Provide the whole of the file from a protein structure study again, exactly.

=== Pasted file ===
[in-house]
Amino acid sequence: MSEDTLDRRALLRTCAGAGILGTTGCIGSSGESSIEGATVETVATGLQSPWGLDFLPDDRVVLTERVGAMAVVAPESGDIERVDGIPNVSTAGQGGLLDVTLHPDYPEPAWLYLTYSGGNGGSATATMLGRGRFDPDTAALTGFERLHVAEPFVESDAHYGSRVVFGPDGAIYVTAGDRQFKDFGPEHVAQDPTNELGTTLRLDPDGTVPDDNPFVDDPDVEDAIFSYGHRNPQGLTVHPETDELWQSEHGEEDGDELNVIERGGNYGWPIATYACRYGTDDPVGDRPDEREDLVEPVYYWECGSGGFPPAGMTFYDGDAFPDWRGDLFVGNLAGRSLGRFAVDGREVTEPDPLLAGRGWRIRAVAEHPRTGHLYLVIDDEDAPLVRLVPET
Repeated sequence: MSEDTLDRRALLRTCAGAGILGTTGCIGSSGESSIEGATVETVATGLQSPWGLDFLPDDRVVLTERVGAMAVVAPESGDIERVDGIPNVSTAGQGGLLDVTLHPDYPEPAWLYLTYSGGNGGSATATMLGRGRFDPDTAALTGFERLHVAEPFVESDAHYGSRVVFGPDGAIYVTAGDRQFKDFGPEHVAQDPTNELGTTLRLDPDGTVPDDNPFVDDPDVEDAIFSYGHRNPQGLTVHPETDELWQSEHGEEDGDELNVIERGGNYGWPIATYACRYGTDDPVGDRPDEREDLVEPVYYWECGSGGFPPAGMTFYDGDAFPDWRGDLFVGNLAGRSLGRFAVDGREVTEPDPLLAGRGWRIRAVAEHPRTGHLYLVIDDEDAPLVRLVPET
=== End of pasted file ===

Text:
[in-house]
Amino acid sequence: MSEDTLDRRALLRTCAGAGILGTTGCIGSSGESSIEGATVETVATGLQSPWGLDFLPDDRVVLTERVGAMAVVAPESGDIERVDGIPNVSTAGQGGLLDVTLHPDYPEPAWLYLTYSGGNGGSATATMLGRGRFDPDTAALTGFERLHVAEPFVESDAHYGSRVVFGPDGAIYVTAGDRQFKDFGPEHVAQDPTNELGTTLRLDPDGTVPDDNPFVDDPDVEDAIFSYGHRNPQGLTVHPETDELWQSEHGEEDGDELNVIERGGNYGWPIATYACRYGTDDPVGDRPDEREDLVEPVYYWECGSGGFPPAGMTFYDGDAFPDWRGDLFVGNLAGRSLGRFAVDGREVTEPDPLLAGRGWRIRAVAEHPRTGHLYLVIDDEDAPLVRLVPET
Repeated sequence: MSEDTLDRRALLRTCAGAGILGTTGCIGSSGESSIEGATVETVATGLQSPWGLDFLPDDRVVLTERVGAMAVVAPESGDIERVDGIPNVSTAGQGGLLDVTLHPDYPEPAWLYLTYSGGNGGSATATMLGRGRFDPDTAALTGFERLHVAEPFVESDAHYGSRVVFGPDGAIYVTAGDRQFKDFGPEHVAQDPTNELGTTLRLDPDGTVPDDNPFVDDPDVEDAIFSYGHRNPQGLTVHPETDELWQSEHGEEDGDELNVIERGGNYGWPIATYACRYGTDDPVGDRPDEREDLVEPVYYWECGSGGFPPAGMTFYDGDAFPDWRGDLFVGNLAGRSLGRFAVDGREVTEPDPLLAGRGWRIRAVAEHPRTGHLYLVIDDEDAPLVRLVPET